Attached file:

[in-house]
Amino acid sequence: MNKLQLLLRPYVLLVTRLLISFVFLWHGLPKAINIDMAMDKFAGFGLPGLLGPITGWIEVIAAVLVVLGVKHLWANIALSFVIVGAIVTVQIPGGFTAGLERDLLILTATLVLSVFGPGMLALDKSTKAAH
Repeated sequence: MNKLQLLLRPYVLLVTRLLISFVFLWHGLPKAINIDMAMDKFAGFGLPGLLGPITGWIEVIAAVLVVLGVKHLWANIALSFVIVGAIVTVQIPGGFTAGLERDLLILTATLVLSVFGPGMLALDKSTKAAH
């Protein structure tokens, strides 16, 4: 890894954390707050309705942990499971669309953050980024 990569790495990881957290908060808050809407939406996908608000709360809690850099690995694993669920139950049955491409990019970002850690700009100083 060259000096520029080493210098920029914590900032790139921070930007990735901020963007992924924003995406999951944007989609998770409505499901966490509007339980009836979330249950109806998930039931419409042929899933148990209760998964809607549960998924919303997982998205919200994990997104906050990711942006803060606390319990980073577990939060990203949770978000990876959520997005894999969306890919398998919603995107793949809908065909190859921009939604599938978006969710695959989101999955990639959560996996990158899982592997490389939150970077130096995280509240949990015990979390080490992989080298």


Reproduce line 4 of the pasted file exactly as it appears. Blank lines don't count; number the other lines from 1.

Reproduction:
């Protein structure tokens, strides 16, 4: 890894954390707050309705942990499971669309953050980024 990569790495990881957290908060808050809407939406996908608000709360809690850099690995694993669920139950049955491409990019970002850690700009100083 060259000096520029080493210098920029914590900032790139921070930007990735901020963007992924924003995406999951944007989609998770409505499901966490509007339980009836979330249950109806998930039931419409042929899933148990209760998964809607549960998924919303997982998205919200994990997104906050990711942006803060606390319990980073577990939060990203949770978000990876959520997005894999969306890919398998919603995107793949809908065909190859921009939604599938978006969710695959989101999955990639959560996996990158899982592997490389939150970077130096995280509240949990015990979390080490992989080298």